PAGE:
SUNKEN LINER Titanic iceberg riddle answer FOUND ON MOON
'Odds against rare astronomical event were astronomical'
Scientists probing the circumstances surrounding the sinking of the ocean liner Titanic in 1912 say that a very rare conjunction of the Earth, Sun and Moon may have led to unusually high numbers of icebergs in the doomed vessel's path.
“It was the closest approach of the Moon to the Earth in more than 1,400 years, and this configuration maximized the Moon’s tide-raising forces on Earth’s oceans. That’s remarkable,” says Donald Olson, physics prof at Texas State uni.
The Moon's close approach coincided with its being in line with the Sun, a regular event which causes the high "spring tides" which all mariners are familiar with. But in this case the Moon was unusually near, more able to affect the oceans, and on top of that the Earth had passed its closest in a very long while to the Sun just the day before.
According to a Texas State statement highlighting the scientists' calculations:
In astronomical terms, the odds of all these variables lining up in just the way they did were, well, astronomical.
The theory goes that the unusually high tides this produced caused many icebergs to float off beaches where they had run aground in the natural course of events, meaning that the Titanic's route was unusually heavily littered with the vast, frozen bulks - with fatal consequences. Of course, it's also the case that the doomed liner was trying to make a fast trip to New York - the shipping lines of the day vied for the "Blue Riband" awarded to the record-holding vessel - and this will have led her captain to steam fast and take the shorter and so more northerly route.
"The Titanic failed to slow down, even after having received several wireless messages warning of ice ahead,” admits Olson. “They went full speed into a region with icebergs - that’s really what sank the ship. But the lunar connection may explain how an unusually large number of icebergs got into the path of the Titanic.”
Olson and his colleagues' research is featured in April's Sky & Telescope magazine. ®
'In astronomical terms, the odds of all these variables lining up in just the way they did were, well, astronomical.'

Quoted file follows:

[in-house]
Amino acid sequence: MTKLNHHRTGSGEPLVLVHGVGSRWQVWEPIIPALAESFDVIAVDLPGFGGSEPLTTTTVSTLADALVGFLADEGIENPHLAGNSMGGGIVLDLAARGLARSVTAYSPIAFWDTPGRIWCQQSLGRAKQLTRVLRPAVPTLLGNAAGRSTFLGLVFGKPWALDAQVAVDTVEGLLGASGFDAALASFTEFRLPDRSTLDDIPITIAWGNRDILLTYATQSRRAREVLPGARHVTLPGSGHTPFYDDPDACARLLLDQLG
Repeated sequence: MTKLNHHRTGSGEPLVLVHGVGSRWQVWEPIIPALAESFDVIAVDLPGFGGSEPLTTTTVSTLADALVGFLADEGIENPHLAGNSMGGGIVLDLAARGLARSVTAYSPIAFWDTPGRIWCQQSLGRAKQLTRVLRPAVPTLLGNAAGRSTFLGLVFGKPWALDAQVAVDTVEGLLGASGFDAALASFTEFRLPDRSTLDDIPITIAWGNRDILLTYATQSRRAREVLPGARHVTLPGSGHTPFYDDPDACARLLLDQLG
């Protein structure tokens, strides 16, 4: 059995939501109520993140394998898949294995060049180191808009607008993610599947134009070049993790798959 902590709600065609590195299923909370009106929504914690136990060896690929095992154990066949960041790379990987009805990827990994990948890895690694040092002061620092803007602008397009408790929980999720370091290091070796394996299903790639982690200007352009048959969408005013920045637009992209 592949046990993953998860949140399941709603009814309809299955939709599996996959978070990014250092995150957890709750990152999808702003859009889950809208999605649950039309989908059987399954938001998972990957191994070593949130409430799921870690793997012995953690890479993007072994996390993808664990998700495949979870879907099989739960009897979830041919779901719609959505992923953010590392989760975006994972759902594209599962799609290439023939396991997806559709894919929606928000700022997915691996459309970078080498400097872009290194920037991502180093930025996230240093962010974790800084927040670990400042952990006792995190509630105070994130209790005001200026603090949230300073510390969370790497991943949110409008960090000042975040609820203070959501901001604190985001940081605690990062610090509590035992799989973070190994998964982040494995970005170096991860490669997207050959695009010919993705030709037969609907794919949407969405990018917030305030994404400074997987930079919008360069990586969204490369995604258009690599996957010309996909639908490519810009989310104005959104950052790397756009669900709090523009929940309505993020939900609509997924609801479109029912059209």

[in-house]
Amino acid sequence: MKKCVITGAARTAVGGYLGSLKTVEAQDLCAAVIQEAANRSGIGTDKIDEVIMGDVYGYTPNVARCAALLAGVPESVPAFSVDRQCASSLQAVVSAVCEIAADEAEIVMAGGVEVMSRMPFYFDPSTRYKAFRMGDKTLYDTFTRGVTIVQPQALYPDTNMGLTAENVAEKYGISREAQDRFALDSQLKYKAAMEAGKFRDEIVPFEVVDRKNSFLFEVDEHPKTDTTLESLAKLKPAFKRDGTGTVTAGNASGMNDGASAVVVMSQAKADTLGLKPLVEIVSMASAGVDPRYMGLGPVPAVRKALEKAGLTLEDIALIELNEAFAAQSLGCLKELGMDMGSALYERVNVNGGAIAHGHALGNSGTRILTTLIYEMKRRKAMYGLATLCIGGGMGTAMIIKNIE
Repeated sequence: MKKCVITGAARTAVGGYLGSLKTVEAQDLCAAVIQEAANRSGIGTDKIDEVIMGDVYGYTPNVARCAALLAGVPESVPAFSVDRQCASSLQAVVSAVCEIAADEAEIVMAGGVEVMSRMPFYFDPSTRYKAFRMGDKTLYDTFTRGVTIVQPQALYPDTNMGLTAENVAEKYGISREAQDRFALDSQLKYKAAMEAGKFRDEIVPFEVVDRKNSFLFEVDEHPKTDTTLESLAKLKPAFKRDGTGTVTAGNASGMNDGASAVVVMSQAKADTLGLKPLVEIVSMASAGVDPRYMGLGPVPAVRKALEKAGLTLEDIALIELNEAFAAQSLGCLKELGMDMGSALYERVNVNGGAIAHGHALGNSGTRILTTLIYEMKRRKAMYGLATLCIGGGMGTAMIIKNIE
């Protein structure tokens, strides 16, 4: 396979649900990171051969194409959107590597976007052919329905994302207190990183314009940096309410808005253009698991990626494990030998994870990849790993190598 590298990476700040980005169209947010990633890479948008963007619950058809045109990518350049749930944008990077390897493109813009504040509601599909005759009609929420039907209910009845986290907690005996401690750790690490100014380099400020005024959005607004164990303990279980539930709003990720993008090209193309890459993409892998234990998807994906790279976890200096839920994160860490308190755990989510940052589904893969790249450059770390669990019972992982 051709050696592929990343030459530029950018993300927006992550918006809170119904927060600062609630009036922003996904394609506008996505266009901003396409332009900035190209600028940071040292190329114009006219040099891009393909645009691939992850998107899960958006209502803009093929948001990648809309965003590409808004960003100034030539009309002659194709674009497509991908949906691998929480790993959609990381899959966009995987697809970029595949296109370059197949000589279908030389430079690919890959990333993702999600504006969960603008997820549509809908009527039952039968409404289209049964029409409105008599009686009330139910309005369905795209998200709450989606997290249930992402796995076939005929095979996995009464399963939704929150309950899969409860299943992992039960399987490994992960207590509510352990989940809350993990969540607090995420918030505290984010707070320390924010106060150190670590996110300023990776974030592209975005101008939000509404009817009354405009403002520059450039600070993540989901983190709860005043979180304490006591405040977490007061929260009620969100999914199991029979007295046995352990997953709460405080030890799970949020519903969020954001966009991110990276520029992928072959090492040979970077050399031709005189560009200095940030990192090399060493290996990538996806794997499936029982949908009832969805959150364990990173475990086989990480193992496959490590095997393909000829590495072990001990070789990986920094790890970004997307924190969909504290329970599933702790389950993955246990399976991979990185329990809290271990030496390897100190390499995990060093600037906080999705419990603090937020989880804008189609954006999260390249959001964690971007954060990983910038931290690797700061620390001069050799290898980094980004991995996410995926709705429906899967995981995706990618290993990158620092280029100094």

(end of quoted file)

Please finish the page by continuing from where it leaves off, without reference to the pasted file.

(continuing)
Actually it's a million to one chance - ask Mr Pratchett.
A few points to note: the Titanic was not trying for the Blue Riband. In 1909, the Mauretania, run by rival steamship Cunard, managed a record run at an average speed of 26 knots. The Titanic was never designed to be that fast, and on her only voyage "only" managed 22.5 knots. I forget the average, but it winds up being about 21.5 knots. With this difference in speed, there was no way the Titanic could beat the Mauretania. Instead, as the old fable goes, the designers opted for comfort and space (and size) rather than speed. Another fable goes that the Titanic was trying to beat the record for the fastest maiden voyage crossing. This was set the previous year by the Titanic's sister, the Olympic, and the Titanic was set to beat this. There is some evidence that the chairman of the Line, who was on board, was pressurising the captain to get to New York early, ahead of the Olympic's time, and there is more compelling evidence that the Titanic was speeding up. If the Titanic had maintained 22.5 knots, she would have easily beaten her sister. Even fact, she may even have surpassed it if an iceberg had not got in the way, for a full speed test was scheduled for the Monday that never came to the Titanic.
Regarding the latest theory, it sounds interesting, I've heard everything from an unusually warm winter and El Nino blamed for the large number of icebergs that year. I did a trawl through a couple of old shipping newspapers a few years back and the number is astonishing - if you're that way inclined, have a look at http://www.paullee.com/titanic/ice.html - it needs Java to run the Applet. One interesting little point is that it was claimed that a Titanic lifeboat that had been abandoned at the wreck site managed to drift all the way to Ireland, then south to Spain, and then back round to the Bahamas where it was eventually found (its part of a great circulatory system called "The North Atlantic Gyre") - some years later a lifejacket from the Lusitania, sunk off Ireland in 1915 did a similar journey and wound up off the north eastern coast of the US.
one in a million ...
chances turn up nine times out of ten.